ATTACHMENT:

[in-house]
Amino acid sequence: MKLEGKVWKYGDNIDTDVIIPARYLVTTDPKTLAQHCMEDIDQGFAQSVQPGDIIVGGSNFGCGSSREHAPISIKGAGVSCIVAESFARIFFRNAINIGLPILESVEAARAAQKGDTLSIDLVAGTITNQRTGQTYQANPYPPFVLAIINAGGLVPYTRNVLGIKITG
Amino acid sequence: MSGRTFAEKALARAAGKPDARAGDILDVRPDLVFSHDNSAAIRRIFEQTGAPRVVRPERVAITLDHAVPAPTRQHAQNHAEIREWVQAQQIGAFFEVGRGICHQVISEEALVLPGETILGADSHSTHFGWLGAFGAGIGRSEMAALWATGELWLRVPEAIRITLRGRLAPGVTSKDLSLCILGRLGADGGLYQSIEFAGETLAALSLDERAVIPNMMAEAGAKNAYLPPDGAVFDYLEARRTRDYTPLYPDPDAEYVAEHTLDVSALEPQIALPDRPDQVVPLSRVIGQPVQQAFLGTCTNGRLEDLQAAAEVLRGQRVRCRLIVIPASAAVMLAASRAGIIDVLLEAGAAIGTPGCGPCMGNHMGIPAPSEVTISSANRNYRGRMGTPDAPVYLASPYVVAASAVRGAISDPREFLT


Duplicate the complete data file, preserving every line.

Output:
[in-house]
Amino acid sequence: MKLEGKVWKYGDNIDTDVIIPARYLVTTDPKTLAQHCMEDIDQGFAQSVQPGDIIVGGSNFGCGSSREHAPISIKGAGVSCIVAESFARIFFRNAINIGLPILESVEAARAAQKGDTLSIDLVAGTITNQRTGQTYQANPYPPFVLAIINAGGLVPYTRNVLGIKITG
Amino acid sequence: MSGRTFAEKALARAAGKPDARAGDILDVRPDLVFSHDNSAAIRRIFEQTGAPRVVRPERVAITLDHAVPAPTRQHAQNHAEIREWVQAQQIGAFFEVGRGICHQVISEEALVLPGETILGADSHSTHFGWLGAFGAGIGRSEMAALWATGELWLRVPEAIRITLRGRLAPGVTSKDLSLCILGRLGADGGLYQSIEFAGETLAALSLDERAVIPNMMAEAGAKNAYLPPDGAVFDYLEARRTRDYTPLYPDPDAEYVAEHTLDVSALEPQIALPDRPDQVVPLSRVIGQPVQQAFLGTCTNGRLEDLQAAAEVLRGQRVRCRLIVIPASAAVMLAASRAGIIDVLLEAGAAIGTPGCGPCMGNHMGIPAPSEVTISSANRNYRGRMGTPDAPVYLASPYVVAASAVRGAISDPREFLT